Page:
The second patent agent after learning of the orders of deemed abandonment filed the responses to the FERs on April 29, 2019. The second patent agent also addressed multiple e-mails to the patent office seeking a hearing on these files, however, no response was received from their side. The second patent agent (upon instructions from the Petitioner) filed writ petitions before the High Court of Delhi. The primary ground for filing the writ petitions was that the delay in filing the responses to the FERs was not attributable to the Applicant. The Petitioner pleaded that the delay in filing the responses deserves to be condoned as the Petitioner’s valuable rights in the patents have been lost due to the negligence of the first patent agent, which could not have been the fault of the Petitioner.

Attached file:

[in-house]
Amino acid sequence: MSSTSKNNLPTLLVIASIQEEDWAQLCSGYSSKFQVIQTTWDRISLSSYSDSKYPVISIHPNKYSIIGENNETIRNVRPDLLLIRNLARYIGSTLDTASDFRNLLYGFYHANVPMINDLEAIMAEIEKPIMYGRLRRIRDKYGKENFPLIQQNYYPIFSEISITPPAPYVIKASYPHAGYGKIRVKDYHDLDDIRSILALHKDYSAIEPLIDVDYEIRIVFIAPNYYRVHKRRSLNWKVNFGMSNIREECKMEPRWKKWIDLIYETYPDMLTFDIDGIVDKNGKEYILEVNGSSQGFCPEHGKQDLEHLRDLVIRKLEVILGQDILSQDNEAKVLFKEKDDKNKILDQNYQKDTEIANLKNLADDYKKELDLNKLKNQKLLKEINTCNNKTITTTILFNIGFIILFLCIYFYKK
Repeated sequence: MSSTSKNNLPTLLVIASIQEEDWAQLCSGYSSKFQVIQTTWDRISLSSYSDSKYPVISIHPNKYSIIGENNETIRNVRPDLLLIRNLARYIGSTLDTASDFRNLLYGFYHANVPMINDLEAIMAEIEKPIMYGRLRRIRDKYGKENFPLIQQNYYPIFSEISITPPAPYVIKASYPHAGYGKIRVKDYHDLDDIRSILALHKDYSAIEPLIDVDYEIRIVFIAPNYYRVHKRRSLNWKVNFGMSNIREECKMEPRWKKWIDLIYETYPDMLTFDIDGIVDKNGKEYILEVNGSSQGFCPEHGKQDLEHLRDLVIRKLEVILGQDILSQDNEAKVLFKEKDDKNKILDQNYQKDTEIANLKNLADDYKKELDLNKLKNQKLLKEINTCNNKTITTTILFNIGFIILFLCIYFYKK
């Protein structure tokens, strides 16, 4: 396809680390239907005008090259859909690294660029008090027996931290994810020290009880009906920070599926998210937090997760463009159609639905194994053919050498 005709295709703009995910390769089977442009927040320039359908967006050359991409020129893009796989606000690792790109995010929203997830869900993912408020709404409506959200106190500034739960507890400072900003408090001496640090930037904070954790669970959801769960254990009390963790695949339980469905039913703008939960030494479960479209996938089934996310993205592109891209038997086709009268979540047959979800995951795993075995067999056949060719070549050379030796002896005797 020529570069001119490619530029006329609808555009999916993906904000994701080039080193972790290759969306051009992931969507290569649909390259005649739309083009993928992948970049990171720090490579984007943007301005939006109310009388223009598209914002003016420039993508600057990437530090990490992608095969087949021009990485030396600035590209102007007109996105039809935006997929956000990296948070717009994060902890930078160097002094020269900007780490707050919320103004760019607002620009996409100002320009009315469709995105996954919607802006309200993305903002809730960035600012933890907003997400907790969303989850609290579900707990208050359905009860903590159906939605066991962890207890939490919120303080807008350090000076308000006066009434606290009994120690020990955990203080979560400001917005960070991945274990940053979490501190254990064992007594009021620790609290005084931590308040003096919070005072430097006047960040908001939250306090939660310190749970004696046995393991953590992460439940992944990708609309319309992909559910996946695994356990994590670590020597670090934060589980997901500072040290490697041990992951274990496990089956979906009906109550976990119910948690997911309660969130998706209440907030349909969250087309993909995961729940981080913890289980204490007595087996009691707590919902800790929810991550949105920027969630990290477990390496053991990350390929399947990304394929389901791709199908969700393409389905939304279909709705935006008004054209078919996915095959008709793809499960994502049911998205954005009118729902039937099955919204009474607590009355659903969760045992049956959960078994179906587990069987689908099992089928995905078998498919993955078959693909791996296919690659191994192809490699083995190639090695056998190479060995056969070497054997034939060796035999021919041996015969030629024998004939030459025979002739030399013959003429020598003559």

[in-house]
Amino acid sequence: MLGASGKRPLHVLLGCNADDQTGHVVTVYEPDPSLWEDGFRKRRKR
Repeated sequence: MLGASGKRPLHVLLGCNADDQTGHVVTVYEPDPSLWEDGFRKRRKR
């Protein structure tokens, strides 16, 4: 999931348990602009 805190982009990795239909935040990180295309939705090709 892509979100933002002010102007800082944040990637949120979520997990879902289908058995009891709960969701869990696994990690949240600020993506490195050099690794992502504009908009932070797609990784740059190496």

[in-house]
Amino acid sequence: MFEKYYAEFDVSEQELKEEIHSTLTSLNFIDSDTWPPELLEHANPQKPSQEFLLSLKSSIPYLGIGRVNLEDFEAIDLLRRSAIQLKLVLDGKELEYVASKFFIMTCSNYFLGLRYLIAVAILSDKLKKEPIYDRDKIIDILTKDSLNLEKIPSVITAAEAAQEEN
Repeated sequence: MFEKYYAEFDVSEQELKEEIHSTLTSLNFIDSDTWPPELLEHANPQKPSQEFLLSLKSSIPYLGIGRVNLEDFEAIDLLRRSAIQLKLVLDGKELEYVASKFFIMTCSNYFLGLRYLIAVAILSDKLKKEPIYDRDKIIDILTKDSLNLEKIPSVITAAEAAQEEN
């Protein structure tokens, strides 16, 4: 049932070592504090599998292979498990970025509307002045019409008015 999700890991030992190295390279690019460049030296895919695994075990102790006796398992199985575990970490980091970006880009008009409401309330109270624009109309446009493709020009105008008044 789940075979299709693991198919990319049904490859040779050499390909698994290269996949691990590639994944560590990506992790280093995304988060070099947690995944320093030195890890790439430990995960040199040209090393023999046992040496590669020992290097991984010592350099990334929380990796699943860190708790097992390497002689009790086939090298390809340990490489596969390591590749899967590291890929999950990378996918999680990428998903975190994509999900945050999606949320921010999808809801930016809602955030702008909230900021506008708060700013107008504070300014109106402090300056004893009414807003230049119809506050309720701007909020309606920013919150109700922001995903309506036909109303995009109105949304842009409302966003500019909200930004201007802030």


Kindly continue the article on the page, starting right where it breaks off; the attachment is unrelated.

On the other hand, the counsel on behalf of the Patent Office submitted that the deadlines fixed under the Patent Act are strict in nature. The counsel argued that if the prescribed time period as per the Patent Rules, 2003 has lapsed (including the time frame for filing a response to a FER), the same cannot be extended thereafter. As per the counsel, even though the Controller has general powers to extend, amend and remove any irregularities without detriment to the interest of the Applicant in respect of specific procedures to be undertaken by the Applicant. Rule 138 of the Patent Rules do not give power to the Controller for granting an extension in respect of filing the reply to the FER.
The Court thereafter perused the relevant provisions of the statute, which are (in relevant part) extracted below: